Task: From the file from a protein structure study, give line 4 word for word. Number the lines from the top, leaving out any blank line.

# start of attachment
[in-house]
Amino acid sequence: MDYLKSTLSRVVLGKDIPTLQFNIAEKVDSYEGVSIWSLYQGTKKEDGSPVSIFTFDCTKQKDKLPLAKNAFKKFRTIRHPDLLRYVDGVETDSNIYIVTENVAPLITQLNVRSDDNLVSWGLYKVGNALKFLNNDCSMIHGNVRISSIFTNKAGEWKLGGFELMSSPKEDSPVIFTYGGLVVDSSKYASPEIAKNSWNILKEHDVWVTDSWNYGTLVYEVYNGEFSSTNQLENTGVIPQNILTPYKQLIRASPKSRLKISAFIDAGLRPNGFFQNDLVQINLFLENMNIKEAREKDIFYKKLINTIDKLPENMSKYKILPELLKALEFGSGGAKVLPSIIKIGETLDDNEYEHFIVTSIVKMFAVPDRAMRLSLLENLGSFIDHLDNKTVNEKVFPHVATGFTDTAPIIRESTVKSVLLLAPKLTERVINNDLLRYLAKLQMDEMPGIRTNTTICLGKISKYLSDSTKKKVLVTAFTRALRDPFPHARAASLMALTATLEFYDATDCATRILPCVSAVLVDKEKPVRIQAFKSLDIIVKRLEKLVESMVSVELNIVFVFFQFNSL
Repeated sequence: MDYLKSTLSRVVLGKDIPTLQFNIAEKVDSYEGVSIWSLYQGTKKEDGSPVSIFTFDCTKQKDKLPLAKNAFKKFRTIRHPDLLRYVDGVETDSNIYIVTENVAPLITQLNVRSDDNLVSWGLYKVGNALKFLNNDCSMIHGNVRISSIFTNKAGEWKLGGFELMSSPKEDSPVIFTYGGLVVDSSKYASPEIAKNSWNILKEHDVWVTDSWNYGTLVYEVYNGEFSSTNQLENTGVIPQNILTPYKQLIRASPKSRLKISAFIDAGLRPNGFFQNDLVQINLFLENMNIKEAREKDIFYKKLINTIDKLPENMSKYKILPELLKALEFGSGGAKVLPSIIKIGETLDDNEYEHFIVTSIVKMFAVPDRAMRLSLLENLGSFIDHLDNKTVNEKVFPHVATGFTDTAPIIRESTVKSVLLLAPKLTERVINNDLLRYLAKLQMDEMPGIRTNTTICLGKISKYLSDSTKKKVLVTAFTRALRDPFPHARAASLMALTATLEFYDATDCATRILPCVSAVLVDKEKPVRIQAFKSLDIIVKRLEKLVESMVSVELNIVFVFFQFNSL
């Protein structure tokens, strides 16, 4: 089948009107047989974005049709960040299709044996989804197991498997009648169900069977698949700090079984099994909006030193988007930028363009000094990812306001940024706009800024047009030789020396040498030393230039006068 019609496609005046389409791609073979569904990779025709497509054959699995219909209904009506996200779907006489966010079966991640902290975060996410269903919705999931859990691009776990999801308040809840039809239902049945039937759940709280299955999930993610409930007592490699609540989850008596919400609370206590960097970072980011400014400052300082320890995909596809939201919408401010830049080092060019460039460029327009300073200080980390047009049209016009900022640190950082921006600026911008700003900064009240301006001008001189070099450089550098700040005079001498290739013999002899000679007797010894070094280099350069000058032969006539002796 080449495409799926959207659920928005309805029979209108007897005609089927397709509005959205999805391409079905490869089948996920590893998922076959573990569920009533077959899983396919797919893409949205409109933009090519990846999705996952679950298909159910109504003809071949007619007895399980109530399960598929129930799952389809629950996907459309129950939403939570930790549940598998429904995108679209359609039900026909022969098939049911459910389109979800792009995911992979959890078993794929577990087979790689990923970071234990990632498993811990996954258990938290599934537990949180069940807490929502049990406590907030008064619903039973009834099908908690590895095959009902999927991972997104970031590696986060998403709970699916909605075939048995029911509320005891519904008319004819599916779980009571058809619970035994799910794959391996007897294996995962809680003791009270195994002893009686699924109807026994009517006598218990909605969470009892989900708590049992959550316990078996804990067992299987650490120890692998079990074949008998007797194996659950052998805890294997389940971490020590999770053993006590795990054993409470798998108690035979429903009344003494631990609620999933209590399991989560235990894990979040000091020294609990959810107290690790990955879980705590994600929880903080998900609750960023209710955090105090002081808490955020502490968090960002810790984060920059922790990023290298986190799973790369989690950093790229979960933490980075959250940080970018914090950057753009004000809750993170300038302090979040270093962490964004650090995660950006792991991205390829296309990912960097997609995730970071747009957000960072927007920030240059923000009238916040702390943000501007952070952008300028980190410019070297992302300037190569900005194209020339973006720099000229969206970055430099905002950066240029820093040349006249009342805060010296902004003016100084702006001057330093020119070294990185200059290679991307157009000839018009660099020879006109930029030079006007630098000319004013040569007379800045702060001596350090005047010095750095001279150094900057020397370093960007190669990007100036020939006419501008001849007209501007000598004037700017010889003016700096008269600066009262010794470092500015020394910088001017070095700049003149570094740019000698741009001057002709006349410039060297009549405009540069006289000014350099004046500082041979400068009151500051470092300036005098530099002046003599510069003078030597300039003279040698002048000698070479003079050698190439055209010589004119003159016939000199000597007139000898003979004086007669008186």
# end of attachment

């Protein structure tokens, strides 16, 4: 089948009107047989974005049709960040299709044996989804197991498997009648169900069977698949700090079984099994909006030193988007930028363009000094990812306001940024706009800024047009030789020396040498030393230039006068 019609496609005046389409791609073979569904990779025709497509054959699995219909209904009506996200779907006489966010079966991640902290975060996410269903919705999931859990691009776990999801308040809840039809239902049945039937759940709280299955999930993610409930007592490699609540989850008596919400609370206590960097970072980011400014400052300082320890995909596809939201919408401010830049080092060019460039460029327009300073200080980390047009049209016009900022640190950082921006600026911008700003900064009240301006001008001189070099450089550098700040005079001498290739013999002899000679007797010894070094280099350069000058032969006539002796 080449495409799926959207659920928005309805029979209108007897005609089927397709509005959205999805391409079905490869089948996920590893998922076959573990569920009533077959899983396919797919893409949205409109933009090519990846999705996952679950298909159910109504003809071949007619007895399980109530399960598929129930799952389809629950996907459309129950939403939570930790549940598998429904995108679209359609039900026909022969098939049911459910389109979800792009995911992979959890078993794929577990087979790689990923970071234990990632498993811990996954258990938290599934537990949180069940807490929502049990406590907030008064619903039973009834099908908690590895095959009902999927991972997104970031590696986060998403709970699916909605075939048995029911509320005891519904008319004819599916779980009571058809619970035994799910794959391996007897294996995962809680003791009270195994002893009686699924109807026994009517006598218990909605969470009892989900708590049992959550316990078996804990067992299987650490120890692998079990074949008998007797194996659950052998805890294997389940971490020590999770053993006590795990054993409470798998108690035979429903009344003494631990609620999933209590399991989560235990894990979040000091020294609990959810107290690790990955879980705590994600929880903080998900609750960023209710955090105090002081808490955020502490968090960002810790984060920059922790990023290298986190799973790369989690950093790229979960933490980075959250940080970018914090950057753009004000809750993170300038302090979040270093962490964004650090995660950006792991991205390829296309990912960097997609995730970071747009957000960072927007920030240059923000009238916040702390943000501007952070952008300028980190410019070297992302300037190569900005194209020339973006720099000229969206970055430099905002950066240029820093040349006249009342805060010296902004003016100084702006001057330093020119070294990185200059290679991307157009000839018009660099020879006109930029030079006007630098000319004013040569007379800045702060001596350090005047010095750095001279150094900057020397370093960007190669990007100036020939006419501008001849007209501007000598004037700017010889003016700096008269600066009262010794470092500015020394910088001017070095700049003149570094740019000698741009001057002709006349410039060297009549405009540069006289000014350099004046500082041979400068009151500051470092300036005098530099002046003599510069003078030597300039003279040698002048000698070479003079050698190439055209010589004119003159016939000199000597007139000898003979004086007669008186």